FI--DIDECLUSTHN vs FI--DIDEMRCHNB

Job submissions, as shown below, must specify a "job template", which sets up a load of default things to make the job work. On fi--dideclusthn, the job templates are called 4Core, 8Core and GeneralNodes, which will respectively force jobs to run on the 4-core nodes, the 8-core nodes, or on any machine available.

On fi--didemrchnb, you can set the job template to be... 8Core, 12Core, 16Core, 12and16Core, and GeneralNodes - which hopefully are fairly self-explanatory. There are a couple of other job templates, (24Core and Phi), but those are a bit special purpose for now, so don't use them!

Job Submission

Job submissions from the command line can take the following form (all on one line):-

job submit /scheduler:fi--dideclusthn.dide.ic.ac.uk /stdout:\\path\to\stdout.txt
   /stderr:\\path\to\stderr.txt /numcores:1-1 /jobtemplate:4Core \\path\to\run.bat

The /singlenode argument

In MS HPC (2012), Microsoft finally added a tag to allow you to say that the 'n' cores you requested must be on the same computer. Therefore, if you know precisely how many cores you want, then use the following (on one line):-

job submit /scheduler:fi--dideclusthn.dide.ic.ac.uk /singlenode:true 
   /jobtemplate:8Core \\path\to\run.bat

However, there is one bug with this, for the specific case where you request a whole node, regardless of how many cores it has. In this case, oddly, you have to disable single node:-

job submit /scheduler:fi--dideclusthn.dide.ic.ac.uk /singlenode:false 
   /numnodes:1 /jobtemplate:8Core \\path\to\run.bat

Languages and libraries supported

A number of languages, and different versions of languages are available on the cluster. The sections below refer to your "run.bat" file - a batch file that you will create which will get run by a cluster node when a suitable one is available. The commands described below are to be put in this "run.bat" file, and they add various directories to the path, so that the software you want will be added to the path.

C/C++

A number of Microsoft C++ and Intel C++ runtimes are installed, but it's usually better to try and avoid using them, and make your executable as stand-alone as possible. If it requires any external libraries that you've had to download, then put the .dll file in the same directory as the .exe file. If you use Microsoft Visual Studio, in Project Preferences, C/C++, Code Generation, make sure the Runtime Library is Multi-threaded (/MT) – the ones with DLL files won’t work. Even so, on recent versions of the Intel and Microsoft C compilers, "static linking" doesn’t really mean static when it comes to OpenMP, and you’ll have to copy some DLLs and put them next to your EXE file. See the OpenMP section below.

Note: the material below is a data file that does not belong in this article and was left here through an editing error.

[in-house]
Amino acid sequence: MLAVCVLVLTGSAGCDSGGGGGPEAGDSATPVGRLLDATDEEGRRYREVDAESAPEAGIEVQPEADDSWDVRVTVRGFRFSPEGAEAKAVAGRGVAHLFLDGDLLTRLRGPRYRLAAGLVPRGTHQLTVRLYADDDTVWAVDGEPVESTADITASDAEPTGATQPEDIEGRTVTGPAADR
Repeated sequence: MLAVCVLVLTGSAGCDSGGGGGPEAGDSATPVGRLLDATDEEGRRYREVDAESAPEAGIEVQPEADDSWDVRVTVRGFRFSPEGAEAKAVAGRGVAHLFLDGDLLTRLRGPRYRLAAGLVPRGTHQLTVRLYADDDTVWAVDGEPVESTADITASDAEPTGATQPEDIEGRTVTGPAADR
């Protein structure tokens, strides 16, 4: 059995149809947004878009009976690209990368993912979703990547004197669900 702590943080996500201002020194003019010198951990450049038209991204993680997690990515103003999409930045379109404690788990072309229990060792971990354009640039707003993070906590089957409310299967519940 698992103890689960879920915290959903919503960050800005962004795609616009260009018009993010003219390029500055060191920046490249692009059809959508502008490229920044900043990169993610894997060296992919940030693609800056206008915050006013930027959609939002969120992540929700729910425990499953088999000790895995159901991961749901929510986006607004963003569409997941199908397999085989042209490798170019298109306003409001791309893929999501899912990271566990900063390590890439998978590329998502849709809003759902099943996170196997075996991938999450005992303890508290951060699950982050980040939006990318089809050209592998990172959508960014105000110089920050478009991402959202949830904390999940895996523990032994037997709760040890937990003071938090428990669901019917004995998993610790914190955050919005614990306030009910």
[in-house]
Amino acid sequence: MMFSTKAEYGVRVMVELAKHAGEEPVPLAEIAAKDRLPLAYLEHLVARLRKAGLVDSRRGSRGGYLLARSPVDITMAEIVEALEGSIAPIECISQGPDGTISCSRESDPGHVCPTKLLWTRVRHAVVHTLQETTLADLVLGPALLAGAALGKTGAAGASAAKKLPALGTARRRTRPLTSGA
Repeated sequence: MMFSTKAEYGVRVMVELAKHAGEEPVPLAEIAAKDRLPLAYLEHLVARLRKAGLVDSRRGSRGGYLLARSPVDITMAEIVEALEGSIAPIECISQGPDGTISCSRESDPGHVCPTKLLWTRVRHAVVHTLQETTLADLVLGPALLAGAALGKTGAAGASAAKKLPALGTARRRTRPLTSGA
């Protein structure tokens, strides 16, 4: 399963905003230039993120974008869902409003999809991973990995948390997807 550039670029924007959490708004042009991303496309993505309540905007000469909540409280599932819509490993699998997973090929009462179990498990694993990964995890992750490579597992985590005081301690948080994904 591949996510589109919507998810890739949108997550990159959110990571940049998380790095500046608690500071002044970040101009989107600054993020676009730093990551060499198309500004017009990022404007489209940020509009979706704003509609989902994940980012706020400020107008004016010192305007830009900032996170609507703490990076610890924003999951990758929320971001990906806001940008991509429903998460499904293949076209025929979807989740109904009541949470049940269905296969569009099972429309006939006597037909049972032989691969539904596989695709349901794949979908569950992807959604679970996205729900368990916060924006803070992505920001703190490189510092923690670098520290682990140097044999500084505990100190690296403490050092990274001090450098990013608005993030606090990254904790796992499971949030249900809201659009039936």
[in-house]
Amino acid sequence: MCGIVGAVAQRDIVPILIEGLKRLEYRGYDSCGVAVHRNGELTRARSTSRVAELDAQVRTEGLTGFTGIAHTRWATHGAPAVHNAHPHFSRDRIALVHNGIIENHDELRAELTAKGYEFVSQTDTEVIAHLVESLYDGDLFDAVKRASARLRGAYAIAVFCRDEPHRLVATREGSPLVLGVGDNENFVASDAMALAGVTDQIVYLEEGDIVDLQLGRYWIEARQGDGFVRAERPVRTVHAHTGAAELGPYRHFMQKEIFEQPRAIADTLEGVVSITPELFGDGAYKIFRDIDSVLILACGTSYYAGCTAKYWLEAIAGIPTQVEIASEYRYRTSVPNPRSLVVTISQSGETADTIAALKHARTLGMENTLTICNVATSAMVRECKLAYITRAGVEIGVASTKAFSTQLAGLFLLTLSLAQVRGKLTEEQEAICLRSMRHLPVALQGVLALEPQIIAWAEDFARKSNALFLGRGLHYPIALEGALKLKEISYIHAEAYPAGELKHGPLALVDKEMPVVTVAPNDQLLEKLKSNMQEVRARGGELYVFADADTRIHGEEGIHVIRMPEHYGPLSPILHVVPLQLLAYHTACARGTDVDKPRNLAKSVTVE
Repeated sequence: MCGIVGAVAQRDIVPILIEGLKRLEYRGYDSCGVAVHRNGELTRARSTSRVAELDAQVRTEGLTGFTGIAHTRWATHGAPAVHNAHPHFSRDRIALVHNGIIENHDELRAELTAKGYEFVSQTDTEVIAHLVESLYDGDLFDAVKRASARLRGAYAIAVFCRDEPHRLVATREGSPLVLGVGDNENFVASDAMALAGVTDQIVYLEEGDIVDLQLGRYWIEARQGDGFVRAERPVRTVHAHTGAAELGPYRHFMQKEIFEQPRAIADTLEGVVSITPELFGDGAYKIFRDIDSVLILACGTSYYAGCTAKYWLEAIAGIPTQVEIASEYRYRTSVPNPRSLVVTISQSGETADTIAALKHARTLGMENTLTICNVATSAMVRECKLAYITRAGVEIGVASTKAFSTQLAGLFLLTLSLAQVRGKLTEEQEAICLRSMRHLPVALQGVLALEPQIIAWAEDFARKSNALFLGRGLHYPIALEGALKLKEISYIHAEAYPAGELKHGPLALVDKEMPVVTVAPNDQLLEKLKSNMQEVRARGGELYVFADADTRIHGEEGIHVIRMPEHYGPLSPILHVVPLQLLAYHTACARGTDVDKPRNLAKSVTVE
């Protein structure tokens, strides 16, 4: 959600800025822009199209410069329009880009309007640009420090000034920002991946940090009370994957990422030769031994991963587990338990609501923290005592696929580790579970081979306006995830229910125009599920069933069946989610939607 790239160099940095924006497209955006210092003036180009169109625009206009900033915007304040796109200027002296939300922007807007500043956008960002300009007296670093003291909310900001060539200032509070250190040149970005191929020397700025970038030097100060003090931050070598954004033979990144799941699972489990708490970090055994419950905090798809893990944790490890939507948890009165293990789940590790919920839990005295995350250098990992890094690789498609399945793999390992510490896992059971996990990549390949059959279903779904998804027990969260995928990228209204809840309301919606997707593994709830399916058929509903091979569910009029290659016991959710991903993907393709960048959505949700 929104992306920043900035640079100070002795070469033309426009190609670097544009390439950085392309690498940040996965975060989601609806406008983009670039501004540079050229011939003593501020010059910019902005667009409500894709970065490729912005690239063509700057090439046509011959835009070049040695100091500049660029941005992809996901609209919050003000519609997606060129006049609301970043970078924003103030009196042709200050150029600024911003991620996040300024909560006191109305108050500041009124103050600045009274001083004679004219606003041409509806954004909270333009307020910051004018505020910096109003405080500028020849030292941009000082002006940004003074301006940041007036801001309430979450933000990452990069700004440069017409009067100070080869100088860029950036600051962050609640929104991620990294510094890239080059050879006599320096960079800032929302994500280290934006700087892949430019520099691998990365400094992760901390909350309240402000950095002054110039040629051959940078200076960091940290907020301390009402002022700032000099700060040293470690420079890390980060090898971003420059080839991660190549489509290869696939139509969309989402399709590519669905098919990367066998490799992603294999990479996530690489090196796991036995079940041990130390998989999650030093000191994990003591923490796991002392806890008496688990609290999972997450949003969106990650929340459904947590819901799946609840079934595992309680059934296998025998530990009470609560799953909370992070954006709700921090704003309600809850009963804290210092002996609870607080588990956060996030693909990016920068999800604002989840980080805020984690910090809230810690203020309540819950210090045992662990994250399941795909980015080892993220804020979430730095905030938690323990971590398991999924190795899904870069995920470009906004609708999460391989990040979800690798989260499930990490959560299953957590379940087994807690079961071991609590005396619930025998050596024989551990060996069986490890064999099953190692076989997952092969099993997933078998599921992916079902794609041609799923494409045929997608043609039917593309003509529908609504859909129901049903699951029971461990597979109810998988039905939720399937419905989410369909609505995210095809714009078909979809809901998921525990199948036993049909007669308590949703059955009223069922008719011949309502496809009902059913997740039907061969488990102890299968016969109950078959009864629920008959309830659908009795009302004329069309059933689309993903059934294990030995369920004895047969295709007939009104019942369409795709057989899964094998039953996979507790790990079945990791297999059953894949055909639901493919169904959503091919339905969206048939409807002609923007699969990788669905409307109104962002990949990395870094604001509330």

The cluster nodes are all 64-bit, but they will run 32-bit compiled code. Just make sure you provide the right DLLs!

Here is a document about Using the Xeon Phi

Here is a document about Using MPI

And if you want to use libraries such as GSL, then try C/C++ Libraries for Windows

Java

Java doesn't strictly need installing; you can setup any Java Runtime Environment you like, from Oracle, or anywhere. If you want to do this, then, (if you were to use the Server JRE from Oracle), something similar to the following will add java.exe and jvm.dll to the path, and set the JAVA_HOME environment variable, which most Java-using software will appreciate.

   set JAVA_HOME=\\my\path\to\jre1.8.0
   set path=%JAVA_HOME%\bin;%JAVA_HOME%\bin\server;%path%

For convenience, if you're happy with Oracle's Java 1.8.0 update 181 (July 2018), then call setJava64 in your run script will set this up for you. Incidentally the above will also add what's needed for using the rJava package in R - in which case you'll perhaps also want something like call setR64_3_5_1 in your run script.

Perl

Strawberry Perl 32-bit portable, v5.12.3.0. Put call setPerl at the top of your script.

R

New tools are coming: see here. The instructions below are still valid if you want to do this manually.


You can R jobs on all the clusters. This is the latest wisdom on how to do so – thanks to James, Jeff, Hannah and others.

First, if you are wanting to use packages, then set up a package repository on your home directory by running this in R.

install.packages("<package>",lib="Q:/R")

Now, write your run script. Suppose you have an R script in your home directory: Q:\R-scripts\test.R. And suppose you’ve set up your repository as above. Your run.bat should then be:-

	call <script for the R version you want – see below>
	net use Q: \\qdrive.dide.ic.ac.uk\homes\user
	set R_LIBS=Q:\R
	set R_LIBS_USER=Q:\R
	Rscript Q:\R-scripts\test.R

Various packages require various R versions, and the cluster supports a few versions. To choose which one, change the first line of the script above to one of these – 32-bit or 64-bit versions of R releases. Purely for amusement, R's codenames are shown here too.

call setr32_2_13_1.bat		call setr64_2_13_1.bat    (anyone know the codename?)
call setr32_2_14_2.bat		call setr64_2_14_2.bat    (Gift-getting season)
call setr32_2_15_2.bat		call setr64_2_15_2.bat    (Trick or treat)
call setr32_3_0_1.bat           call setr64_3_0_1.bat     (Good Sport)
call setr32_3_0_2.bat           call setr64_3_0_2.bat     (Frisbee Sailing)